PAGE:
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Home :: Archive :: 1994 :: June ::
Re: Similarities
Shakespeare Electronic Conference, Vol. 5, No. 0552.  Tuesday, 21 June 1994.
 
(1)     From:   David Joseph Kathman <
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        Date:   Monday, 20 Jun 94 12:56:54 CDT
        Subj:   Re:  SHK 5.0544  Re: Similarities
 
(2)     From:   Christine M Gordon <
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        Date:   Sunday, 19 Jun 1994 21:28:30 -0500 (CDT)
        Subj:   Re: SHK 5.042 Similiarites
 
(3)     From:   Cary M. Mazer <
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        Date:   Monday, 20 Jun 1994 16:24:35 -0400 (EDT)
        Subj:   Re: SHK 5.0544  Re: Similarities
 
(4)     From:   Rick Jones <
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        Date:   Monday, 20 Jun 94 11:08:14 EDT
        Subj:   Life and Art
 
(5)     From:   Hardy M. Cook <
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        Date:   Tuesday, June 21, 1994
        Subj:   Re: Similarities
 
 
(1)----------------------------------------------------------------------------
From:           David Joseph Kathman <
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Date:           Monday, 20 Jun 94 12:56:54 CDT
Subject: 5.0544  Re: Similarities
Comment:        Re:  SHK 5.0544  Re: Similarities
 
A quick apology to any who might have been offended by my flip comments on O.
J. Simpson/Othello.  Like Bill Godshalk, I find the whole situation sad and
tragic, but sometimes you have to laugh to keep from crying.
 
Dave Kathman
 
(2)----------------------------------------------------------------------------
From:           Christine M Gordon <
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Date:           Sunday, 19 Jun 1994 21:28:30 -0500 (CDT)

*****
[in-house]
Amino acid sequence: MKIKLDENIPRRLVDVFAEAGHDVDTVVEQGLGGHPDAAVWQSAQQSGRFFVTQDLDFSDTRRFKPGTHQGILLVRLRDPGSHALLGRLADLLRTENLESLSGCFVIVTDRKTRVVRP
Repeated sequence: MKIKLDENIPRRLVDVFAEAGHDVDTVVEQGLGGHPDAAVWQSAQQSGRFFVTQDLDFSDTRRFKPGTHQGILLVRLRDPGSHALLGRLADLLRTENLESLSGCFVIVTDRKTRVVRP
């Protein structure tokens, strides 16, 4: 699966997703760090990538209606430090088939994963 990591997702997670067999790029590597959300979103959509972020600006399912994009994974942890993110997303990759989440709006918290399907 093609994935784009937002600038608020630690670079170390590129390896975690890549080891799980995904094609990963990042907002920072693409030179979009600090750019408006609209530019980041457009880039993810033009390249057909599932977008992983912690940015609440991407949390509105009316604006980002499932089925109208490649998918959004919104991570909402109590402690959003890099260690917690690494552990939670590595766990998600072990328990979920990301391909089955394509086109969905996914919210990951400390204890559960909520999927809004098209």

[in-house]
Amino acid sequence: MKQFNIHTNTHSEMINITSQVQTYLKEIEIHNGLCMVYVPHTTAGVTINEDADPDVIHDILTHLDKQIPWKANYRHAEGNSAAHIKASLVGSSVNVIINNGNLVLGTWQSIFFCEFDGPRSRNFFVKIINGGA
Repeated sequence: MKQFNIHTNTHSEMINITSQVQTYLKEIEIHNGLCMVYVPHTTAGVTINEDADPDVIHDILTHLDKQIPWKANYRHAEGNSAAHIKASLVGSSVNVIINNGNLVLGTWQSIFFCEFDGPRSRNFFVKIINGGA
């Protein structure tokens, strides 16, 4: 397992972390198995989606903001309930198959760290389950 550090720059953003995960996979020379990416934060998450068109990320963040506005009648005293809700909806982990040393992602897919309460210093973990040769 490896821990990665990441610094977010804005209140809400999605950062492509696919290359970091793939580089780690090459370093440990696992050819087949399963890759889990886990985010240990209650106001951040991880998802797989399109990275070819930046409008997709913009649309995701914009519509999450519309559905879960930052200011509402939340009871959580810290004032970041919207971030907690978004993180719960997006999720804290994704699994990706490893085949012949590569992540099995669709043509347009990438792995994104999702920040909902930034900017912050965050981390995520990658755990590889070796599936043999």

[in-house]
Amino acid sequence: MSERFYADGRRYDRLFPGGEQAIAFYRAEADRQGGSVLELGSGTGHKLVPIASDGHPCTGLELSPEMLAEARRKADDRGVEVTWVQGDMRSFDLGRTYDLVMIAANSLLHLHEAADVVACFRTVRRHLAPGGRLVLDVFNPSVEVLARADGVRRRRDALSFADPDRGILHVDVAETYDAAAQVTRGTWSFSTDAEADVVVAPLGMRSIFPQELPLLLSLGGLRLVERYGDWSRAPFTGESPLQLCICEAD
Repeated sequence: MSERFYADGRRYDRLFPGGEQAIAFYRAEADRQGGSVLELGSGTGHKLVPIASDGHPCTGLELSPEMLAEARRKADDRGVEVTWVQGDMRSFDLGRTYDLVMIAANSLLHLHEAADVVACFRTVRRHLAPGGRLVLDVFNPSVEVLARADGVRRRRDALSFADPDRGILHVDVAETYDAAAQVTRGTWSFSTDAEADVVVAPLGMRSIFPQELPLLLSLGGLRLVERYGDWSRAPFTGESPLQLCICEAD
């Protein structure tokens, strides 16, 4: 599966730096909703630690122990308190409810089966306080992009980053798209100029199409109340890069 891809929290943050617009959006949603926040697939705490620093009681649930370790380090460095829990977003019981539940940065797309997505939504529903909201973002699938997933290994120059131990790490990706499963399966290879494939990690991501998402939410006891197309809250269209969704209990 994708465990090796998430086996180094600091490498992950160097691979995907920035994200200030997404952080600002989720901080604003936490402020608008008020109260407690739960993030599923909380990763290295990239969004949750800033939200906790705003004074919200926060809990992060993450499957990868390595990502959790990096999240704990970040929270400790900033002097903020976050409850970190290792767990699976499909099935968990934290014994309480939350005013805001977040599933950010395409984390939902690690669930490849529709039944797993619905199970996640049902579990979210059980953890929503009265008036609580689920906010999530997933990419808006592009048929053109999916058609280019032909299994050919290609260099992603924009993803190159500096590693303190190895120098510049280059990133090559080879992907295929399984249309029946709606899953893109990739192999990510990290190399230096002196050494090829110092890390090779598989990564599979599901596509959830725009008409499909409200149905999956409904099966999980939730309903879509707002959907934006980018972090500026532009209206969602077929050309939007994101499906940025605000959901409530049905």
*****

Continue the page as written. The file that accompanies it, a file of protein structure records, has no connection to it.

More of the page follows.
Subject: 5.042 Similiarites
Comment:        Re: SHK 5.042 Similiarites
 
To E. Pearlman: Yes, yesterday morning as we read our local paper, my spouse
(who's "not even in the lit biz," as he put it) said "This is like a
Shakespearean tragedy." To which I replied, "Yes, *Othello.*"  I'm sure we're
not the only ones who had this conversation. The only question is, who's Iago?
 
Chris Gordon
 
(3)----------------------------------------------------------------------------
From:           Cary M. Mazer <
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Date:           Monday, 20 Jun 1994 16:24:35 -0400 (EDT)
Subject: 5.0544  Re: Similarities
Comment:        Re: SHK 5.0544  Re: Similarities
 
Regarding the parallels between O.J. Simpson and Othello:
 
Wow!  I guess they all are alike!  Also, I just met an alcoholic Dane who had
murdered his brother and married his sister-in-law.  I guess all Dane's are
that way!  And what about those Jews?  A gentile friend had just asked me for a
loan, and before I knew it, I had suggested to him a merry bond in lieu of
collateral.  The next thing I knew, the sonofabitch's friend had eloped with my
daughter, so when he defaulted on his loan, I figured, what the hell, I'd hold
him to his bond after all . . .
 
Seriously, folks:  without reopening the universalist/historicist debate, may I
ask my fellow SHAKSPER subscribers to be cautious about airing their racist
assumptions in this semi-public forum of ours.  Some thoughts had better be
kept to one's self.
 
Cary M. Mazer